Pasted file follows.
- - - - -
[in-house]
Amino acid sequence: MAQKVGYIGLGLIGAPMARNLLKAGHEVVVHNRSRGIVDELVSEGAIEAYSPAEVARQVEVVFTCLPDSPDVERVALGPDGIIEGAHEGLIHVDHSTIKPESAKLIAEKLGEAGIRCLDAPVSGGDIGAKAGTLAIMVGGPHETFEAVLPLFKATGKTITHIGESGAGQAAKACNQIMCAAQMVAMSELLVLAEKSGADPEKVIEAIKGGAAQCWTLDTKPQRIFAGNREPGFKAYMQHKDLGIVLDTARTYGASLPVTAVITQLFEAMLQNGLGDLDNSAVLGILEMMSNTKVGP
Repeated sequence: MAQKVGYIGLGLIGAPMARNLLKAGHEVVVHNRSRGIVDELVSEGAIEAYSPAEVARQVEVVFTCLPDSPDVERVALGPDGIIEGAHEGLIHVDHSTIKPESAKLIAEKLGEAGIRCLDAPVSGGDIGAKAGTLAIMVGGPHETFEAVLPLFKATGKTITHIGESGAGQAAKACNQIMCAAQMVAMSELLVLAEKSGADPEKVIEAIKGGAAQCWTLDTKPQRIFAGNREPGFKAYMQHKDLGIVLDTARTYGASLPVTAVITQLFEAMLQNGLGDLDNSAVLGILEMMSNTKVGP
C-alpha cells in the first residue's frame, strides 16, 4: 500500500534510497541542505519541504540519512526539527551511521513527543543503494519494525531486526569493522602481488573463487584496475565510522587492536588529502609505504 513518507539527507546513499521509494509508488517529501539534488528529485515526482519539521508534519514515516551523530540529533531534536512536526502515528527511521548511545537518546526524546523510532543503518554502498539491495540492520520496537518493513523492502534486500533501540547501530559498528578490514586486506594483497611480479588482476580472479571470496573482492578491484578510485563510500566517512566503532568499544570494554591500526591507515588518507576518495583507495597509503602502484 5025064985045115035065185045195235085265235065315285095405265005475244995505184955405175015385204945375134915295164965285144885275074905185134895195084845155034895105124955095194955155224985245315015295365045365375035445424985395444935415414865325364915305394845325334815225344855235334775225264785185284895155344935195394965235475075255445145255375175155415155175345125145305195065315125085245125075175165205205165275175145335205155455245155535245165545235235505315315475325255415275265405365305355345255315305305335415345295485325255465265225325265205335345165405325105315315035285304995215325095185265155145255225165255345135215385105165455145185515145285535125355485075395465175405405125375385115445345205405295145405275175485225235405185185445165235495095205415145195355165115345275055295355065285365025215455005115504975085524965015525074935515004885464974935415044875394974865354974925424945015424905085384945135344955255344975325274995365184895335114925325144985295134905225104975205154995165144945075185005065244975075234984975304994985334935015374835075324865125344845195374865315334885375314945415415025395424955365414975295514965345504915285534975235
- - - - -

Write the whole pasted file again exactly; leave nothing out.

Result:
[in-house]
Amino acid sequence: MAQKVGYIGLGLIGAPMARNLLKAGHEVVVHNRSRGIVDELVSEGAIEAYSPAEVARQVEVVFTCLPDSPDVERVALGPDGIIEGAHEGLIHVDHSTIKPESAKLIAEKLGEAGIRCLDAPVSGGDIGAKAGTLAIMVGGPHETFEAVLPLFKATGKTITHIGESGAGQAAKACNQIMCAAQMVAMSELLVLAEKSGADPEKVIEAIKGGAAQCWTLDTKPQRIFAGNREPGFKAYMQHKDLGIVLDTARTYGASLPVTAVITQLFEAMLQNGLGDLDNSAVLGILEMMSNTKVGP
Repeated sequence: MAQKVGYIGLGLIGAPMARNLLKAGHEVVVHNRSRGIVDELVSEGAIEAYSPAEVARQVEVVFTCLPDSPDVERVALGPDGIIEGAHEGLIHVDHSTIKPESAKLIAEKLGEAGIRCLDAPVSGGDIGAKAGTLAIMVGGPHETFEAVLPLFKATGKTITHIGESGAGQAAKACNQIMCAAQMVAMSELLVLAEKSGADPEKVIEAIKGGAAQCWTLDTKPQRIFAGNREPGFKAYMQHKDLGIVLDTARTYGASLPVTAVITQLFEAMLQNGLGDLDNSAVLGILEMMSNTKVGP
C-alpha cells in the first residue's frame, strides 16, 4: 500500500534510497541542505519541504540519512526539527551511521513527543543503494519494525531486526569493522602481488573463487584496475565510522587492536588529502609505504 513518507539527507546513499521509494509508488517529501539534488528529485515526482519539521508534519514515516551523530540529533531534536512536526502515528527511521548511545537518546526524546523510532543503518554502498539491495540492520520496537518493513523492502534486500533501540547501530559498528578490514586486506594483497611480479588482476580472479571470496573482492578491484578510485563510500566517512566503532568499544570494554591500526591507515588518507576518495583507495597509503602502484 5025064985045115035065185045195235085265235065315285095405265005475244995505184955405175015385204945375134915295164965285144885275074905185134895195084845155034895105124955095194955155224985245315015295365045365375035445424985395444935415414865325364915305394845325334815225344855235334775225264785185284895155344935195394965235475075255445145255375175155415155175345125145305195065315125085245125075175165205205165275175145335205155455245155535245165545235235505315315475325255415275265405365305355345255315305305335415345295485325255465265225325265205335345165405325105315315035285304995215325095185265155145255225165255345135215385105165455145185515145285535125355485075395465175405405125375385115445345205405295145405275175485225235405185185445165235495095205415145195355165115345275055295355065285365025215455005115504975085524965015525074935515004885464974935415044875394974865354974925424945015424905085384945135344955255344975325274995365184895335114925325144985295134905225104975205154995165144945075185005065244975075234984975304994985334935015374835075324865125344845195374865315334885375314945415415025395424955365414975295514965345504915285534975235